Everyone’s an infomercial host

I finally broke down and bought a pair of Birkenstocks after resisting for decades. I’ve only had them a couple days and the left one is rubbing the top of my foot sore. So I googled, how to break them in and found this link.

TL:DR; just wear socks for 5 minutes a day for a week or so. That stretches them out.

I only included the link because it’s a great example of the logorrhea you’ll find whenever you go looking for a recipe, or how-to instructions.

Posts like above are like getting sucked into a 3am Infomercial on real estate. “What to know the secret to…but first…but first…but first let me tell you about…”

I started with a simple ask – how do I fix my Birks from rubbing my foot. I found my answer on that site. But first I was expected to read about…

  • The history of Birkenstocks
  • Why someone would want to break them in
  • How they should fit
  • Are they comfortable
  • What do podiatrists think of them
  • How long does it take to break them in
  • How long do Birks last
  • Where to get them

Eventually I scrolled to the actual part where the author goes through a 9-step process of how to break them in. All told, he must have written 3000 words.

The word content has become the catchall term to describe any and everything people create. I used to hate that word because it was so reductive.

Referring to something someone took the time to write as just “content” seemed so bland and meaningless. But now that most people seem to be producing content in mass quantities, not for people’s enjoyment, but as part of some other goal like ad impressions and click-through, I realize how apt it really is.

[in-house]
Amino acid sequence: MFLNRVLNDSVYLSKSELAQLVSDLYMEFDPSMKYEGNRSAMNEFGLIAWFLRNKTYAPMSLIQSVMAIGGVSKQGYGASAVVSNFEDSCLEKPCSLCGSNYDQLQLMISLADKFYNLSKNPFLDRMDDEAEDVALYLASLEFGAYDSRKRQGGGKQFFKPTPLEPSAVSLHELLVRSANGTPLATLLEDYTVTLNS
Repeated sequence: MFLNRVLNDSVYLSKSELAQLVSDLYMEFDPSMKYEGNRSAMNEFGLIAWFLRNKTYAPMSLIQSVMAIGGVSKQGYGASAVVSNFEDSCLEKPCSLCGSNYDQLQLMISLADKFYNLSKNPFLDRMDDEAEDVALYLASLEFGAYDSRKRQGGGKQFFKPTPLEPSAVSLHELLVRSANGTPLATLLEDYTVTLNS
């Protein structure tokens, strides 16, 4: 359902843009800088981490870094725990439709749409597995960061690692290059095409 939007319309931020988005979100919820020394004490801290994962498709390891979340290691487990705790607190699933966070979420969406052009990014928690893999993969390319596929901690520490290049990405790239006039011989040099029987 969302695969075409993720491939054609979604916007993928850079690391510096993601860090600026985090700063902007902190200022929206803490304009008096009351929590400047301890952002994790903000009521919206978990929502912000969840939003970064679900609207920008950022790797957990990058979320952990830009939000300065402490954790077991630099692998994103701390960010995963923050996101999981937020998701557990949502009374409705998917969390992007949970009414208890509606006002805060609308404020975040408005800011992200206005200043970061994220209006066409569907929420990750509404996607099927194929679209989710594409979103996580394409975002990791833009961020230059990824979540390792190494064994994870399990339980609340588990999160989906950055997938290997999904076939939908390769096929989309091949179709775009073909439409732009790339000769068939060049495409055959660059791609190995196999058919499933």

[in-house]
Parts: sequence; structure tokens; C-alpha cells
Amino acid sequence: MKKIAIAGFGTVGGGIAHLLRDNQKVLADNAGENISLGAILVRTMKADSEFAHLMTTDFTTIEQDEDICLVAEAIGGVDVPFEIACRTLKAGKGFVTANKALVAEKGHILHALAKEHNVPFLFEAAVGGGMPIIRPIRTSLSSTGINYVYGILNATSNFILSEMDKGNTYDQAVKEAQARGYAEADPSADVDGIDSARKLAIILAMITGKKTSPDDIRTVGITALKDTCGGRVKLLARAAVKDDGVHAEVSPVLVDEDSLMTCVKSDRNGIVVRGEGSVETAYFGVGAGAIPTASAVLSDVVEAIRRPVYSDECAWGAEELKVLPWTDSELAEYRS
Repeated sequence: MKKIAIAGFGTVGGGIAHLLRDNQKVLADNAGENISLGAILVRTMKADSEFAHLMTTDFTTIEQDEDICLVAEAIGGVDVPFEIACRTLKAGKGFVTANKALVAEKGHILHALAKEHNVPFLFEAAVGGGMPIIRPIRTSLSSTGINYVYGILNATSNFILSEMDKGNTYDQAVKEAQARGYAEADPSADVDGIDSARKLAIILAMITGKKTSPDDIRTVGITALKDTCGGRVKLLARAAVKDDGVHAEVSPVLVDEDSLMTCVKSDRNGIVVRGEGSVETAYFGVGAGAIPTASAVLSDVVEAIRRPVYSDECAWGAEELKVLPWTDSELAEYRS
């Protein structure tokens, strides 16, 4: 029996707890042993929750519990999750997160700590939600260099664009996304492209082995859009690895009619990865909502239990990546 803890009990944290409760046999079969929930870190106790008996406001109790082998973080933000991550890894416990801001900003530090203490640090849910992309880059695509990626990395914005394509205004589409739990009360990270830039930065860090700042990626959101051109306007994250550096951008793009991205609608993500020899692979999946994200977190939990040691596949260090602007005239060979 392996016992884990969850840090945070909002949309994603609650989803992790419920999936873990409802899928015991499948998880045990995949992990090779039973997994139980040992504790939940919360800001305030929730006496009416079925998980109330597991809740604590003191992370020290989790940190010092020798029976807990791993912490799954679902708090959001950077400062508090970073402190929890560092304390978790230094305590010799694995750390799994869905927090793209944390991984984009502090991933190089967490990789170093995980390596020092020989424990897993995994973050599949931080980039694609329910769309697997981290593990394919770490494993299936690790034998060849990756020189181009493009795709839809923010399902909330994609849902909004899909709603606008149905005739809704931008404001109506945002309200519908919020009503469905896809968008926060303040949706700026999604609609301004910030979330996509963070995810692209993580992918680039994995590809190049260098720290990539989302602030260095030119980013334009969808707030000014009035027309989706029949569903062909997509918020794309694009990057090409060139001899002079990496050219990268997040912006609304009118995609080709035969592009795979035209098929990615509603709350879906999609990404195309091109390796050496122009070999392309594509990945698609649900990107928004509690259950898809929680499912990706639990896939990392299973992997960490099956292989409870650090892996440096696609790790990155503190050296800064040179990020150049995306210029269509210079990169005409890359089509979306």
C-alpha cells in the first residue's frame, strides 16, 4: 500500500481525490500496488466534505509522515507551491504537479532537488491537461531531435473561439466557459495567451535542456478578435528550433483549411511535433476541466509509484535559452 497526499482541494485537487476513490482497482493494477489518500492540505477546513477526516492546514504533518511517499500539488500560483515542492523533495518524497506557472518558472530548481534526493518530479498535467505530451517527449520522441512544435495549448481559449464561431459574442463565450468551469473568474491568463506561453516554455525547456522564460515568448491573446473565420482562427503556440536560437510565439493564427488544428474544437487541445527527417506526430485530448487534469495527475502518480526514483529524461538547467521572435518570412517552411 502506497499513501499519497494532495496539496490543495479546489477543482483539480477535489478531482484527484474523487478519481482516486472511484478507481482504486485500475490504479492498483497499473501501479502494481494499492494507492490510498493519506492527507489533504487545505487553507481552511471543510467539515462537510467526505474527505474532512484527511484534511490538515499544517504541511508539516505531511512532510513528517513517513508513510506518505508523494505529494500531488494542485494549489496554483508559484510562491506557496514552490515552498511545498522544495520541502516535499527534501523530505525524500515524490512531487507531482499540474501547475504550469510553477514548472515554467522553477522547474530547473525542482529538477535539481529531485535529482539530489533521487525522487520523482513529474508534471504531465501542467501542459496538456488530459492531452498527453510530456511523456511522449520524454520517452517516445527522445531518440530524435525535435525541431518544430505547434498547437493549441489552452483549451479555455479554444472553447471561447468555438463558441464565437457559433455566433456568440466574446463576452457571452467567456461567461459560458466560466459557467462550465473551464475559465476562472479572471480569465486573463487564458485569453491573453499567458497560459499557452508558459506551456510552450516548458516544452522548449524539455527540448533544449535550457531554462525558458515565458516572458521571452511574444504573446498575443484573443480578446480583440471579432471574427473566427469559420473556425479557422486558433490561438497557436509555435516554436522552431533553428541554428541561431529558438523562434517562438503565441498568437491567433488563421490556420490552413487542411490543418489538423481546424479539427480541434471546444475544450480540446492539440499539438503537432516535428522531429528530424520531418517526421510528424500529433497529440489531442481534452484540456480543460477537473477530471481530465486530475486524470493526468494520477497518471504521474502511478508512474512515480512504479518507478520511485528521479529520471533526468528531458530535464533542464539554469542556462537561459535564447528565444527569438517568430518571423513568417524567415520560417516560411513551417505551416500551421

Content is just stuff. It’s what you call something when you can’t be bothered with context.

The most egregious content producers on the internet are recipe sites. Want to make Rice Krispie Treats? Melt butter, marshmallows in a pan, pour in 2 cups of cereal. Stir. Put it in pan. Cool. Cut.

If you Google “Rice Krispie Treats Recipe”, you’ll get over a million results. The top one is from Kellogg’s. I’m sure they’ve spent plenty on SEO to get that ranking. Meanwhile countless other people have posted their take on the recipe.

Click through many and you’ll see the same stupid stuff, a lengthy memoir of how they ate the treats in grade school followed by ten tips on how to buy the right butter.

I’d expect Kellogg’s, the company that actually makes Rice Krispies to go off on all kinds of tangents from sentimental to dietetic data. Ironically, they’re the only one that gets straight to the point.

Which I realize now, after producing all this content, I should have done too. Thanks for listening to my TEDTalk.